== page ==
COLUMBIA — Zachery Jones, 23, was sentenced to 13 years in prison for first-degree rape and five years in prison for attempted rape in the first degree. The terms will run consecutively for a total of 18 years, and Jones will receive credit for his time already served, according to CaseNet.
Jones was originally charged with a count of sodomy as well, but that charge was dropped when he pled guilty to both rape charges in a plea agreement, said Assistant Prosecuting Attorney Jessica Caldera.
According to the probable cause statement, Jones approached two women in the early hours of March 5, 2016. He attempted to rape the first victim at the intersection of University and Hitt streets; when she escaped and called the police, he fled the scene and approached the second victim 20 minutes later near her MU residence hall.
“At about 100 feet away from my dorm, right across from the Student Center, (I could not have been more in the center of campus), I was so excited to crawl into bed and fall asleep,” the second victim wrote in her Victim Impact Statement. “But then, suddenly, I was tackled from behind and slammed into the concrete by a man hiding in the bushes.”
Caldera believes that while it may be human nature for victims to wish they’d made different decisions, even when they do everything right, someone like Jones can still make them a victim.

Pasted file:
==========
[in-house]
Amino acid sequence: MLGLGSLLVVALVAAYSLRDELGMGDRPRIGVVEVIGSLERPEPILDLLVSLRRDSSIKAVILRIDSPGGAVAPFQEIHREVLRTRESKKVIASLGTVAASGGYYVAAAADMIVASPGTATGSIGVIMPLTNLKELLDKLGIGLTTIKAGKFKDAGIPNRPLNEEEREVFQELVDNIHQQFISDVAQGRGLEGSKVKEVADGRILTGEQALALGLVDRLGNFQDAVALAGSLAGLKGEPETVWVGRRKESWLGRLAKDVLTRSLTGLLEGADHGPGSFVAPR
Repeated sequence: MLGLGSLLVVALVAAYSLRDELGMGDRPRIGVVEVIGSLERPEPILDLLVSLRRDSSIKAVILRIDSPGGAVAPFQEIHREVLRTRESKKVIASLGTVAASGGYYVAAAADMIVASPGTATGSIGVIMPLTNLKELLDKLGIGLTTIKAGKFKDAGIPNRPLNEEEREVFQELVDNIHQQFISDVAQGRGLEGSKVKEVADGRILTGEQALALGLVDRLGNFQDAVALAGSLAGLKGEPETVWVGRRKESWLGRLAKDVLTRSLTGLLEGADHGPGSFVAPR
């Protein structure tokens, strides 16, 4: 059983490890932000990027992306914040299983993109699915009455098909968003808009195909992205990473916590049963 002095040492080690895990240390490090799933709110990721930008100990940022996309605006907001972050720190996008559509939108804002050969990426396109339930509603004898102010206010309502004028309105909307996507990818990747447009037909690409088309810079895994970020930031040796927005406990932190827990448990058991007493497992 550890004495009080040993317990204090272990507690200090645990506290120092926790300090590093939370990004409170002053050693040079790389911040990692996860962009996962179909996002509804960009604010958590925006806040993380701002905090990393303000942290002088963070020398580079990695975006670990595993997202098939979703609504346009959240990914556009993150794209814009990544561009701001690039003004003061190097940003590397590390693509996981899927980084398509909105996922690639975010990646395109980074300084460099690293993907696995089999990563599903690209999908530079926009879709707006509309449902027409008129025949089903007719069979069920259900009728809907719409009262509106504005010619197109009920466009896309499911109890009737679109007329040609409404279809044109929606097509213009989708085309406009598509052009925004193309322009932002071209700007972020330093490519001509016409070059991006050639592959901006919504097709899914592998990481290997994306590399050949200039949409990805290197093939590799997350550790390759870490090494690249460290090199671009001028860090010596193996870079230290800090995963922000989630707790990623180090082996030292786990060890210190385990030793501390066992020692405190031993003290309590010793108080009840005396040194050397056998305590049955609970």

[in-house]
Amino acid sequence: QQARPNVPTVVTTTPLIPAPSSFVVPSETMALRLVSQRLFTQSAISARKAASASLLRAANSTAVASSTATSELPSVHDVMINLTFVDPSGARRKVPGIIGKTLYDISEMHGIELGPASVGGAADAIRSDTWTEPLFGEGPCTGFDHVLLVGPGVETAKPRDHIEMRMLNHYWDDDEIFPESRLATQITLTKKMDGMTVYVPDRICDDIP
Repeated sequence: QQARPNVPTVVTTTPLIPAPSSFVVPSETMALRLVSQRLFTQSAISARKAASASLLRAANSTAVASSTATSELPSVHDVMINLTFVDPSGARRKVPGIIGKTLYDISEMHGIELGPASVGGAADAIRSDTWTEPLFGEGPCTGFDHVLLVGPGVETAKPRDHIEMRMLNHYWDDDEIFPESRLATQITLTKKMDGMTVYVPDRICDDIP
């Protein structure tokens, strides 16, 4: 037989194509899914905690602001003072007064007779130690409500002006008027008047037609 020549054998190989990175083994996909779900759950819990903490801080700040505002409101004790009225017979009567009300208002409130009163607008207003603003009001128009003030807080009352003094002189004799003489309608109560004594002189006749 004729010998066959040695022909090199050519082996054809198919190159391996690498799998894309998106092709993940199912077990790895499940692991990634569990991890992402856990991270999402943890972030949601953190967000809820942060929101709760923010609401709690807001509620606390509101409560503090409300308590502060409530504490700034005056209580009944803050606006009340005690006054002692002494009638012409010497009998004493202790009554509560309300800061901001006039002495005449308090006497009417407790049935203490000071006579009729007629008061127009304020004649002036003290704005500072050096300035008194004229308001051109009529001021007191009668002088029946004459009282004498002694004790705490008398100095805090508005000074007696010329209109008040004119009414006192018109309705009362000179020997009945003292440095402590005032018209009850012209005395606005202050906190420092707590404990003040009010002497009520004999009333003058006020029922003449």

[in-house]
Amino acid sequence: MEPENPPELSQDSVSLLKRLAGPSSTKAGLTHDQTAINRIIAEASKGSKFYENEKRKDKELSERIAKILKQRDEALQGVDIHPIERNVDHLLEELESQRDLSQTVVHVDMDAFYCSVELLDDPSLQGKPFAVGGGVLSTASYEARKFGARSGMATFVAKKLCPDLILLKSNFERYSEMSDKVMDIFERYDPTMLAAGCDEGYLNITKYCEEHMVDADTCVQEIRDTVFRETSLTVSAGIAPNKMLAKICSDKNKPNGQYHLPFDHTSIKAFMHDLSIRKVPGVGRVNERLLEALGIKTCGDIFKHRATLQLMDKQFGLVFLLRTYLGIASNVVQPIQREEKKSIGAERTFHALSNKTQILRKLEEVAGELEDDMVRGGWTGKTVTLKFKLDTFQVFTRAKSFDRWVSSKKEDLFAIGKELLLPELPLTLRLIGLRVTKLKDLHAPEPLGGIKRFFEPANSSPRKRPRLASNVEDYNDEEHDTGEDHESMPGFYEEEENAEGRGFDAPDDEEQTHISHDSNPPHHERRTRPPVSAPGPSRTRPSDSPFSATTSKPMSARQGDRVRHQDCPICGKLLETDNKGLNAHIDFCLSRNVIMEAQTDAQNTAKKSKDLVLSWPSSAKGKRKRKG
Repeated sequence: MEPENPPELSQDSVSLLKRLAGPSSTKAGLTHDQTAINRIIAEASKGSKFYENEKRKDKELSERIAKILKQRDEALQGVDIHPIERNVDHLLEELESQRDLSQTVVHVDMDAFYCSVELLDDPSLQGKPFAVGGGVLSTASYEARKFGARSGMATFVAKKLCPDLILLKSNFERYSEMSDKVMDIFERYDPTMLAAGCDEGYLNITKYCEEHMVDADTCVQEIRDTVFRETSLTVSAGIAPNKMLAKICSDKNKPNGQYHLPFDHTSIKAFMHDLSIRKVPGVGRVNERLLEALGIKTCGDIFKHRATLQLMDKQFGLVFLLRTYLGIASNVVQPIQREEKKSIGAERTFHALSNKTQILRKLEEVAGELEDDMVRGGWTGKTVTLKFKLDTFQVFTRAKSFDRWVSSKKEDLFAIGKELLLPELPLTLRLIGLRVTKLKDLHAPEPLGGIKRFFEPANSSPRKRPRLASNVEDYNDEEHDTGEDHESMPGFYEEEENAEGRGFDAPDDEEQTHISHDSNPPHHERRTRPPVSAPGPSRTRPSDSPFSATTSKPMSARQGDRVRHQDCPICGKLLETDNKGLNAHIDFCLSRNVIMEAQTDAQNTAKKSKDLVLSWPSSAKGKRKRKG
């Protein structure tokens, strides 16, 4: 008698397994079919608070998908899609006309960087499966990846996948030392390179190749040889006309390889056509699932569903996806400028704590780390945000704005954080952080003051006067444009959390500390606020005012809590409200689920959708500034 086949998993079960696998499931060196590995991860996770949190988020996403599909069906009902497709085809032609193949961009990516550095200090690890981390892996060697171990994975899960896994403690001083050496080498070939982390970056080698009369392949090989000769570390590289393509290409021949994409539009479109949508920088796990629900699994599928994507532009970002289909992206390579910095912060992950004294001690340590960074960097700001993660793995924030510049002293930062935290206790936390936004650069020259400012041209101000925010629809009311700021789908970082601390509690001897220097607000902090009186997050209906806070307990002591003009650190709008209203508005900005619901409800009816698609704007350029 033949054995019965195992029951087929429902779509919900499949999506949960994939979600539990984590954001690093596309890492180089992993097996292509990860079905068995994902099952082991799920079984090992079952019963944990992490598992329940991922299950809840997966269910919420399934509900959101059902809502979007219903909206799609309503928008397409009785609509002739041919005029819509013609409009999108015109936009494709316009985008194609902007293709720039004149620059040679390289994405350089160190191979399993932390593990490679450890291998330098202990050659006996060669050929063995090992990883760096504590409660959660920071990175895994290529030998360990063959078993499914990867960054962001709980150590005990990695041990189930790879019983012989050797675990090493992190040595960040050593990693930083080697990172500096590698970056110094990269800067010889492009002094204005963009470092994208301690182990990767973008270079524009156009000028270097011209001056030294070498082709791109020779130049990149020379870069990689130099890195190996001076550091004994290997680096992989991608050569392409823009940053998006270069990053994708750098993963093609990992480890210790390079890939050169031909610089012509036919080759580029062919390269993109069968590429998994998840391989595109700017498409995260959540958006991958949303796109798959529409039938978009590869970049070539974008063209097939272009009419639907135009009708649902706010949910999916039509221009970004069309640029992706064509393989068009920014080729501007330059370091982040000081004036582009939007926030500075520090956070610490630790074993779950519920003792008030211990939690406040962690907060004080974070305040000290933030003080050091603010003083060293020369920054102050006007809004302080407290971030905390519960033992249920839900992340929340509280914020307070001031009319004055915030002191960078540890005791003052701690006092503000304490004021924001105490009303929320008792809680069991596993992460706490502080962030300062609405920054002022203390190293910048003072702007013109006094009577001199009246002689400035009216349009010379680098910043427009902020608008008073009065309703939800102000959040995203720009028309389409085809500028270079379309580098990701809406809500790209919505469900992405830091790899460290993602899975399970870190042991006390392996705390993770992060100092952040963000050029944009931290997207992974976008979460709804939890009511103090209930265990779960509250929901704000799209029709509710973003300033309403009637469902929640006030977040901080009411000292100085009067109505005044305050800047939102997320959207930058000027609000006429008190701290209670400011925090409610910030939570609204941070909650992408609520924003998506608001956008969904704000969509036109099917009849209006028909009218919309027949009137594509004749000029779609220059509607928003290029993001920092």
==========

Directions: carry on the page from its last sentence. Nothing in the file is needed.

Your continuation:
The second victim “lived on the Mizzou campus and she was walking home, another thing she should be able to do,” Caldera said.
“One year or one hundred years in prison, I will still be a victim of rape and I will have to live with that for the rest of my life,” the victim wrote. “What (Jones) did to me will always be a part of my life, but I will never let it define who I am or what I’m worth. My past does not define my future.”
Jones must serve at least 85 percent of his 13-year sentence, about 11 years, and 40 percent of his five-year sentence, two years, before he can be eligible for parole. He also must complete the Missouri Sex Offender Treatment Program before he can even be considered eligible, Caldera said.
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